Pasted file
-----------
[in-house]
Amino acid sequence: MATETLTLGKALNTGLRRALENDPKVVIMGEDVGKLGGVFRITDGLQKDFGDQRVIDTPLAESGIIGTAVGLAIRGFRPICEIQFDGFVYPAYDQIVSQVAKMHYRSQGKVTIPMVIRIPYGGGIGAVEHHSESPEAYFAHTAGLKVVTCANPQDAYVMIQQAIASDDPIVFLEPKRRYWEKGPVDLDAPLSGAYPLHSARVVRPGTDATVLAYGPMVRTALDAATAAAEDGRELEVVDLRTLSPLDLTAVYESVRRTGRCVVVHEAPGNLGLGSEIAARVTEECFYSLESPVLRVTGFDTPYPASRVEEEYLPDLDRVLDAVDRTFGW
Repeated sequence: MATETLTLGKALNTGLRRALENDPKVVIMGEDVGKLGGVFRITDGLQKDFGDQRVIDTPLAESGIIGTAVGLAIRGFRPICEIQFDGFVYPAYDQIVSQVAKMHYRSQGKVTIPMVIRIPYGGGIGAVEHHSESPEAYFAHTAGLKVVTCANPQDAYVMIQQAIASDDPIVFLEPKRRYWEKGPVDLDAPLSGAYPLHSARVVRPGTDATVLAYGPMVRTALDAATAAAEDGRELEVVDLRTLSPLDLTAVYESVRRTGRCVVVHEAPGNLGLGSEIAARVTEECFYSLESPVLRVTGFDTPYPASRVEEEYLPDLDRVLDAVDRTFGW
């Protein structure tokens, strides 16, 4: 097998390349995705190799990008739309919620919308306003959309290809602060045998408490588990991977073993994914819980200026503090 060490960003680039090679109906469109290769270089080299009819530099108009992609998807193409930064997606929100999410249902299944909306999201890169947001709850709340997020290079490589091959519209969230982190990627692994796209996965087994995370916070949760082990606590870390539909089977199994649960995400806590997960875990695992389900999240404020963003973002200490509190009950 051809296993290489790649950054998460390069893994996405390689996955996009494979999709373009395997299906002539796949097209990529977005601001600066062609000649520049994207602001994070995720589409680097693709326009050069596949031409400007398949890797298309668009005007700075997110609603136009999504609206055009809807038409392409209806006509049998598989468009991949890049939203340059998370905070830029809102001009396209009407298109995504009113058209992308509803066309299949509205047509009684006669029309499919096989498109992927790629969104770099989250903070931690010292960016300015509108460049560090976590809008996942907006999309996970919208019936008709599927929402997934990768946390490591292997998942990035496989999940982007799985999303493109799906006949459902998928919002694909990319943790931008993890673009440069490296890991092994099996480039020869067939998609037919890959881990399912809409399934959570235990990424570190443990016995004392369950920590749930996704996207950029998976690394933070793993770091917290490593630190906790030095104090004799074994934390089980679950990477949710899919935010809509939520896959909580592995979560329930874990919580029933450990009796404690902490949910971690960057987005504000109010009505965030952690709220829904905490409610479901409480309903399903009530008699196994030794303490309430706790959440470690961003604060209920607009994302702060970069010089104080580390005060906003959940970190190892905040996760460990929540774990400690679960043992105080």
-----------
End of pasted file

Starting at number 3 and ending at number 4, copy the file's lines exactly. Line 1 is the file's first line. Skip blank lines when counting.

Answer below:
Repeated sequence: MATETLTLGKALNTGLRRALENDPKVVIMGEDVGKLGGVFRITDGLQKDFGDQRVIDTPLAESGIIGTAVGLAIRGFRPICEIQFDGFVYPAYDQIVSQVAKMHYRSQGKVTIPMVIRIPYGGGIGAVEHHSESPEAYFAHTAGLKVVTCANPQDAYVMIQQAIASDDPIVFLEPKRRYWEKGPVDLDAPLSGAYPLHSARVVRPGTDATVLAYGPMVRTALDAATAAAEDGRELEVVDLRTLSPLDLTAVYESVRRTGRCVVVHEAPGNLGLGSEIAARVTEECFYSLESPVLRVTGFDTPYPASRVEEEYLPDLDRVLDAVDRTFGW
């Protein structure tokens, strides 16, 4: 097998390349995705190799990008739309919620919308306003959309290809602060045998408490588990991977073993994914819980200026503090 060490960003680039090679109906469109290769270089080299009819530099108009992609998807193409930064997606929100999410249902299944909306999201890169947001709850709340997020290079490589091959519209969230982190990627692994796209996965087994995370916070949760082990606590870390539909089977199994649960995400806590997960875990695992389900999240404020963003973002200490509190009950 051809296993290489790649950054998460390069893994996405390689996955996009494979999709373009395997299906002539796949097209990529977005601001600066062609000649520049994207602001994070995720589409680097693709326009050069596949031409400007398949890797298309668009005007700075997110609603136009999504609206055009809807038409392409209806006509049998598989468009991949890049939203340059998370905070830029809102001009396209009407298109995504009113058209992308509803066309299949509205047509009684006669029309499919096989498109992927790629969104770099989250903070931690010292960016300015509108460049560090976590809008996942907006999309996970919208019936008709599927929402997934990768946390490591292997998942990035496989999940982007799985999303493109799906006949459902998928919002694909990319943790931008993890673009440069490296890991092994099996480039020869067939998609037919890959881990399912809409399934959570235990990424570190443990016995004392369950920590749930996704996207950029998976690394933070793993770091917290490593630190906790030095104090004799074994934390089980679950990477949710899919935010809509939520896959909580592995979560329930874990919580029933450990009796404690902490949910971690960057987005504000109010009505965030952690709220829904905490409610479901409480309903399903009530008699196994030794303490309430706790959440470690961003604060209920607009994302702060970069010089104080580390005060906003959940970190190892905040996760460990929540774990400690679960043992105080």